The Sunday New York Times had a full-page graphic of the Edison Research exit poll for the National Election Pool, which was based on 25,565 questionnaires completed by voters and 4,408 telephone interviews with early and absentee voters. The most striking thing about it, to me, was that, at least according to the exit poll, Romney won voters with family income from $50,000 to $99,999, by 52% to 46%. He won voters with family income of $100,000 to $199,999, by 54% to 44%, and voters with family income of $200,000 or more, 54% to 44%. The only income groups that President Obama won, according to the poll, were those with family income less than $30,000, which Mr. Obama won 62% to 35%, and those with family income $30,000 to $49,999, which Mr. Obama won 56% to 42%.
I was surprised that Mr. Obama was able to win the election by winning just these lower-income voting groups, and indeed, according to the exit poll, the $49,999 and under family income groups were just 41% of the 2012 electorate, compared to 59% for the $50,000 and above income groups. But Mr. Obama's victory margin with these lower-income voters was so wide that it apparently more than made up for the fact that there were fewer of them. (The same could be said, by the way, of the youth vote. Mr. Obama won voters age 18 to 44, while Mr. Romney won voters 45 and older. There were more voters older than 45 than there were younger than 45, but Mr. Obama's victory margin among the younger voters was much wider than was Mr. Romney's margin among the older voters.)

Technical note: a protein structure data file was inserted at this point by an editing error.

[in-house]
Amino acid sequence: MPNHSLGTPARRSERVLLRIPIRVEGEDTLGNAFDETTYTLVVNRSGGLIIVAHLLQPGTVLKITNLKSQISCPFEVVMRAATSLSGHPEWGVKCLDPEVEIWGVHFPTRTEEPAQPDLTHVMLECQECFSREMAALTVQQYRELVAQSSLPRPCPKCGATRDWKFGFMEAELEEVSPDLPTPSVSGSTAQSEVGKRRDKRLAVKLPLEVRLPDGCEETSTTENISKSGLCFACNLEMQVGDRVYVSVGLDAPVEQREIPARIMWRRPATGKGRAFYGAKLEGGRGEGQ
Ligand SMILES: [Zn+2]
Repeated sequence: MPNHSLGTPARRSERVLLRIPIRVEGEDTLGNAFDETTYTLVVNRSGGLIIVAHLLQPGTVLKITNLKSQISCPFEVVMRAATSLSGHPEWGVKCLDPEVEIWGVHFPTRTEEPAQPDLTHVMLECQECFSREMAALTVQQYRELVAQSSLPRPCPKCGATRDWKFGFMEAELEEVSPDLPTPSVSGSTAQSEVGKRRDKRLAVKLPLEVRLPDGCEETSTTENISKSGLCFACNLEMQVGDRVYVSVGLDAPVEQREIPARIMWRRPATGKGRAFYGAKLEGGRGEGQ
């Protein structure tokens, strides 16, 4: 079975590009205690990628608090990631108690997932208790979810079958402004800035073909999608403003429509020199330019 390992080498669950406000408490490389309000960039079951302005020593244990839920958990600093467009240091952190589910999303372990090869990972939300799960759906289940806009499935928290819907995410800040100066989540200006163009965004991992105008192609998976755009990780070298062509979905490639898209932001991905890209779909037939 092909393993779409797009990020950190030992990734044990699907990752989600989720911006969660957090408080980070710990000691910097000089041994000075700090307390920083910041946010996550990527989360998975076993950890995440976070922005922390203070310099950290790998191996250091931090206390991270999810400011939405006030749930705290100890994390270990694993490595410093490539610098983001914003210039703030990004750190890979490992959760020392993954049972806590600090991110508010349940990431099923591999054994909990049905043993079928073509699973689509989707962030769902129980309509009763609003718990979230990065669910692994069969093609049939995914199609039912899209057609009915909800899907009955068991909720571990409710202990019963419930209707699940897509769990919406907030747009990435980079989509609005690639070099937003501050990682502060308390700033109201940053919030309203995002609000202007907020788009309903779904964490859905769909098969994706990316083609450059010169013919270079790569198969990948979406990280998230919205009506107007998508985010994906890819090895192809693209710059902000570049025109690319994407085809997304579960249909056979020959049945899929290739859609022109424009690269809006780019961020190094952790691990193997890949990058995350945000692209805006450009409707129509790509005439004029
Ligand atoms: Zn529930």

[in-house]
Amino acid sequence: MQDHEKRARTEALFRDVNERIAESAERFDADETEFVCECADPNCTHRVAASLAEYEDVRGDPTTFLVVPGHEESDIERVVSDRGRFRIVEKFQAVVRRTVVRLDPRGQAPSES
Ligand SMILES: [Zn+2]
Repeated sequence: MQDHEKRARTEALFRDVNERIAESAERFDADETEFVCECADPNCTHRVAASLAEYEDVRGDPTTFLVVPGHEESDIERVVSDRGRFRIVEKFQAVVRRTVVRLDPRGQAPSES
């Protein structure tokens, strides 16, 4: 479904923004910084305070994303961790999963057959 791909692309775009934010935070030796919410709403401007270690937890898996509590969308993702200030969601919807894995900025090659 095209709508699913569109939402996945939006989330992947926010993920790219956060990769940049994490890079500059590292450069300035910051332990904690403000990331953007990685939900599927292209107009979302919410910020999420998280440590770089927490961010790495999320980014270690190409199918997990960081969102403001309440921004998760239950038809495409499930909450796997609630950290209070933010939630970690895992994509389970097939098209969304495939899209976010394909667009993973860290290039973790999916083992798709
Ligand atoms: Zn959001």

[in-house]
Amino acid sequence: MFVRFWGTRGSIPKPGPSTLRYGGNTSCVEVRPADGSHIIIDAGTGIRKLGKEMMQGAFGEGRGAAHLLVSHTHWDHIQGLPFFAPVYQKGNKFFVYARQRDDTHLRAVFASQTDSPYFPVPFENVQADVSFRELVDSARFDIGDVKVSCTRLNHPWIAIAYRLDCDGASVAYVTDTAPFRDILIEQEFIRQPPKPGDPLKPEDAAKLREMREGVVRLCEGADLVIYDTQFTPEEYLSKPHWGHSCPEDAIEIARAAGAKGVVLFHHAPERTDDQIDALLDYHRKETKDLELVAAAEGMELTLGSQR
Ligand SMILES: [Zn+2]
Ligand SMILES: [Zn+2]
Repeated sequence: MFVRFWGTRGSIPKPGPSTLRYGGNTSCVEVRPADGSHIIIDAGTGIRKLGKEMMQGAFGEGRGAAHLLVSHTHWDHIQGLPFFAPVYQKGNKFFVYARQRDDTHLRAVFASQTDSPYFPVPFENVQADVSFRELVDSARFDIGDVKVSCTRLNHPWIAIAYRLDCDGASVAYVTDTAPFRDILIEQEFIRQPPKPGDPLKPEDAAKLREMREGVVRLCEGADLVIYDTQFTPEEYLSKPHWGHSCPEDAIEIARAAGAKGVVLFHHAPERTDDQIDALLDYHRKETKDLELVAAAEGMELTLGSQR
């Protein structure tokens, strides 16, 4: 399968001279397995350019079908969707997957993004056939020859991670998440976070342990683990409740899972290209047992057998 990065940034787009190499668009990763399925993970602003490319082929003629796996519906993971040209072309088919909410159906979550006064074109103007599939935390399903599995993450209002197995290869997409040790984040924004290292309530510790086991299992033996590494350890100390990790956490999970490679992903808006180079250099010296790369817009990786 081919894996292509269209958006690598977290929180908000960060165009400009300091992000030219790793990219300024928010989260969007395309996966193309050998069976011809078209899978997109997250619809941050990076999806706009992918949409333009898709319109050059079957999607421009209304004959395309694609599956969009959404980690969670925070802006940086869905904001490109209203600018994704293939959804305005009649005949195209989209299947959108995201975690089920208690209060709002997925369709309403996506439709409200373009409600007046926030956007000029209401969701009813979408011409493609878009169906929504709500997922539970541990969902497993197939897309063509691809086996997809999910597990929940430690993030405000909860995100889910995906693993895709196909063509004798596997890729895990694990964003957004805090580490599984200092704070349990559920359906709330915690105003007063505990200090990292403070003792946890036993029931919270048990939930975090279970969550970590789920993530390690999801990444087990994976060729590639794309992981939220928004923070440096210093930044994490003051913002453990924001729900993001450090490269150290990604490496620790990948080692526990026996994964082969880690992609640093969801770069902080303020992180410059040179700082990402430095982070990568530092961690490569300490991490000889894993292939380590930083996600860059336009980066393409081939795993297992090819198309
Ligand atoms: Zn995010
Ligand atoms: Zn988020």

So much for the idea that America is some kind of plutocracy. And so much for the "What's the Matter With Kansas" argument that lower-income Americans have somehow been fooled by cultural issues into voting against their economic interests (if you think those interests are more government rather than more growth, which itself is a questionable assumption). If, next time around, the parties want to broaden their appeal, the Republicans are going to have to try to do better at appealing to lower-income, younger voters, and the Democrats are going to have to do better at appealing to higher-income, older voters. Remember, too, that Mr. Romney is a 65-year-old who disclosed earning about $21 million a year, so at least he carried his own demographic groups.